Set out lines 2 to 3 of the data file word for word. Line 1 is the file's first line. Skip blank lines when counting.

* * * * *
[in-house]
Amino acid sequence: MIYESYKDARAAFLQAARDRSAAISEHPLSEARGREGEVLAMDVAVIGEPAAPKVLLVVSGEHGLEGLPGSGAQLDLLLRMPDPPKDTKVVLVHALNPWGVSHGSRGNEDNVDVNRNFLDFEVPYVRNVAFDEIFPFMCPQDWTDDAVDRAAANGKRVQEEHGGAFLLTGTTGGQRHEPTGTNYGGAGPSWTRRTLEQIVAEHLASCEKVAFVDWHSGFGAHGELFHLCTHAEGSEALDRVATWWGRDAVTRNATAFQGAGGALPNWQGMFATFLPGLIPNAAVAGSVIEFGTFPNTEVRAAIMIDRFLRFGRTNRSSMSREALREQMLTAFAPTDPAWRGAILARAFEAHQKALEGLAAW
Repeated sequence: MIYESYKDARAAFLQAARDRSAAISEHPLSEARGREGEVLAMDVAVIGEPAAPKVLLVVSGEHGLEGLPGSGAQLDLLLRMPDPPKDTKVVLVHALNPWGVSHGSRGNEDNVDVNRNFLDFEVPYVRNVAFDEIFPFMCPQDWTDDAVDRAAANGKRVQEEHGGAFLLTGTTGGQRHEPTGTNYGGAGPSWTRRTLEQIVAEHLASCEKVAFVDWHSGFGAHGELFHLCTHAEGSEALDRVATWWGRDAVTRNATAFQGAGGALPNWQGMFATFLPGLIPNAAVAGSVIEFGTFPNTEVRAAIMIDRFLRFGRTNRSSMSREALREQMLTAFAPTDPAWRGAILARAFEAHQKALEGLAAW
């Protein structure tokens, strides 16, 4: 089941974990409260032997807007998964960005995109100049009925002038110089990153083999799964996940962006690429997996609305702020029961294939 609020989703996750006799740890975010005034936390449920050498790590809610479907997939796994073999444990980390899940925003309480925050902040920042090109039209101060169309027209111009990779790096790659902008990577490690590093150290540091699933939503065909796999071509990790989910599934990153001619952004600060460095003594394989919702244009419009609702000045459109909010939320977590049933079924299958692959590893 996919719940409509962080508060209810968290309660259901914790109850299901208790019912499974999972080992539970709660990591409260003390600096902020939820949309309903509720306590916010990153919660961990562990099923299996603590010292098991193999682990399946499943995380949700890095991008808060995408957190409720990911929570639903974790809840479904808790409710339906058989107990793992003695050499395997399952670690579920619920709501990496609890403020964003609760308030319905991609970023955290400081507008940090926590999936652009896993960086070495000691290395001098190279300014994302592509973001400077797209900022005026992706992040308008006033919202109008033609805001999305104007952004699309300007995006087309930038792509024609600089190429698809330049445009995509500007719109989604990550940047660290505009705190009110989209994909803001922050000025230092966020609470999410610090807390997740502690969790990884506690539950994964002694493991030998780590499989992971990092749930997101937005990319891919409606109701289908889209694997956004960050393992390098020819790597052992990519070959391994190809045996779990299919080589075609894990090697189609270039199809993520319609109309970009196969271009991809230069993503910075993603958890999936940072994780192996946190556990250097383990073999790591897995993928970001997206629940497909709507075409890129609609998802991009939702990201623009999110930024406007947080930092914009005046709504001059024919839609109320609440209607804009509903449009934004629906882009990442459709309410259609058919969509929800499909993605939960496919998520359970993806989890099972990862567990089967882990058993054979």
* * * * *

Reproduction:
Amino acid sequence: MIYESYKDARAAFLQAARDRSAAISEHPLSEARGREGEVLAMDVAVIGEPAAPKVLLVVSGEHGLEGLPGSGAQLDLLLRMPDPPKDTKVVLVHALNPWGVSHGSRGNEDNVDVNRNFLDFEVPYVRNVAFDEIFPFMCPQDWTDDAVDRAAANGKRVQEEHGGAFLLTGTTGGQRHEPTGTNYGGAGPSWTRRTLEQIVAEHLASCEKVAFVDWHSGFGAHGELFHLCTHAEGSEALDRVATWWGRDAVTRNATAFQGAGGALPNWQGMFATFLPGLIPNAAVAGSVIEFGTFPNTEVRAAIMIDRFLRFGRTNRSSMSREALREQMLTAFAPTDPAWRGAILARAFEAHQKALEGLAAW
Repeated sequence: MIYESYKDARAAFLQAARDRSAAISEHPLSEARGREGEVLAMDVAVIGEPAAPKVLLVVSGEHGLEGLPGSGAQLDLLLRMPDPPKDTKVVLVHALNPWGVSHGSRGNEDNVDVNRNFLDFEVPYVRNVAFDEIFPFMCPQDWTDDAVDRAAANGKRVQEEHGGAFLLTGTTGGQRHEPTGTNYGGAGPSWTRRTLEQIVAEHLASCEKVAFVDWHSGFGAHGELFHLCTHAEGSEALDRVATWWGRDAVTRNATAFQGAGGALPNWQGMFATFLPGLIPNAAVAGSVIEFGTFPNTEVRAAIMIDRFLRFGRTNRSSMSREALREQMLTAFAPTDPAWRGAILARAFEAHQKALEGLAAW